Using stock chart patterns to stay on top of trading? If not, you could be caught off guard in a changing market. Learn more about patterns at The Ticker Tape
When times are good, don’t get caught up in thinking it’ll be that way forever. At some point, you may want to turn on your alerts just so you don’t get caught unawares. And in the markets, those alerts could come in the form of chart patterns. Have you ever looked at a chart and thought to yourself that something just isn’t right? Perhaps it’s looking too toppy, or maybe its behavior has changed, or maybe you see a classic topping pattern begin to appear. And then it happens… the fear factor… you’re now moving into the domain of the chart pattern nerd. Hey, you know what? There are worse things to fear. So, take a page out of the chartists’ book and give charts a chance.
There’re many chart patterns that identify a topping pattern such as head and shoulders, triple tops, or double tops. We’ll focus our attention on the double top and see how it may have alerted you to a possible top. A double top is a bearish pattern, and the name is a dead giveaway. You see two tops forming on a chart, and what usually happens—although not all the time—is that when that first top forms, it will be the prevailing trend’s highest point. Chances are you’re not going to think anything is out of the ordinary. It’s just part of the normal trend. After that peak, you could see a price pullback—again, nothing unusual. You typically won't see an increase in volume during the pullback. It looks like nothing more than a regular pullback.
After the pullback, you can expect to see prices move back up as far as the previous high (or the first top of the double top). Here’s where you look at the price to see if there’re any signs of resistance at that first top. You may have to exercise some patience, because it could take a few months before a double top can be confirmed. The pattern can only be confirmed if prices decline from this second top with increased volume. When you see prices fall with higher volume and quickly, that should alert you that something isn’t right. The next point to watch is that low between the two peaks. Will price break this support, and do so with increased volume? If it does, you could expect price to fall as much as the distance between the support level and the peak of the double top. This may sound pretty clear-cut (and in reality, of course, things are rarely so clear), but it gets you thinking that there may be some kind of a shift between supply and demand, which should put you on alert.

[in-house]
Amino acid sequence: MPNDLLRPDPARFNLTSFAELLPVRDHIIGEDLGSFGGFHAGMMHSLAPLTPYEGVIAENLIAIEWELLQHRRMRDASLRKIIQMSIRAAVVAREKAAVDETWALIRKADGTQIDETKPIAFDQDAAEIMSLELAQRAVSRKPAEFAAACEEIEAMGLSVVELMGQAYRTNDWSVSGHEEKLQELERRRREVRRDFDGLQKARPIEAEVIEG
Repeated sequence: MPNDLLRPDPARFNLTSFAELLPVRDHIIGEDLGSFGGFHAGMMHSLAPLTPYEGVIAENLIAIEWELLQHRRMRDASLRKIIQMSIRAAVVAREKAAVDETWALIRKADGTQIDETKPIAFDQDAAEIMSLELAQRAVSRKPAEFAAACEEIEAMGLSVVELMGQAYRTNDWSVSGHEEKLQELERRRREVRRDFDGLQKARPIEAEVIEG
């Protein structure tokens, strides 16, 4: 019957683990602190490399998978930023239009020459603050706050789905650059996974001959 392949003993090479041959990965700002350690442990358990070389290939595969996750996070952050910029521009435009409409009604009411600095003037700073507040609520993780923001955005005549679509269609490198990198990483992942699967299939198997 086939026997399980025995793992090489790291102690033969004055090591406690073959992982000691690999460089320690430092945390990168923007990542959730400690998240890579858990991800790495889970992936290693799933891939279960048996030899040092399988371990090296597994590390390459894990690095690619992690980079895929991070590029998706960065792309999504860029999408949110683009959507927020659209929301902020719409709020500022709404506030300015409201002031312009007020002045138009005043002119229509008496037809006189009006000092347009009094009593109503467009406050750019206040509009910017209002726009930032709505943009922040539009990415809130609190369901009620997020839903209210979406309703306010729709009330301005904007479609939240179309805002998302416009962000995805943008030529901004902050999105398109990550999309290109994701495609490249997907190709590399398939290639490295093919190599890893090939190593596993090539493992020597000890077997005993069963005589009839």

Take a look at the chart of the double top in Figure 1. The first top formed at around 3737. Prices then pulled back to around 3625 and then went back up to 3717, which is not as high as the first top. If you draw a line connecting that pullback point to a previous low, you’ll get what’s called a “neckline.” This gives you some idea as to how low prices could get if, after that second top, prices go down and break below that neckline. In this case, the distance between the first top and pullback is about 112 points. This suggests that when prices break below the neckline, you could potentially expect prices to drop by about 112 points below that break point.
FIGURE 1: DOUBLE TOP UP AHEAD?
Could be, given that the second top didn’t quite reach as high as the first top after the pullback and prices look like they may be breaking below the neckline. Source: TD Ameritrade. For illustrative purposes only.
You can see from the chart that price did break below the neckline at around the 3620 level. From a theoretical point of view, that could mean that prices should decline to around 3508. Let’s see what happened (Figure 2). Price did fall steeply after it broke below the neckline, but didn’t quite reach 3508. In fact, it went back up above the neckline but didn’t make it to the second top. Instead, it did a quick turnaround and again broke below the neckline. This time, the decline was drastic.
FIGURE 2: AFTER THE STORM.
Things seemed to follow the theoretical definition of a double top. After the pullback, prices dropped to around where they should have. Recognizing the pattern ahead of time could have helped to make entry and exit decisions. Source: TD Ameritrade. For illustrative purposes only.
Here’s what’s interesting—the price bar after the long breakout bar went as low as 3482 but closed for the day at 3507. How’s that for coincidence? Another point to note here is the neckline. Notice how it first acts as a support level, and once prices break below it, that neckline becomes a resistance level.
These are the types of things any trader could pick up from looking at charts—without becoming a chart pattern nerd. You’ve got the tools, so why not use them to alert you to possible stormy weather, even if it’s for the short term?
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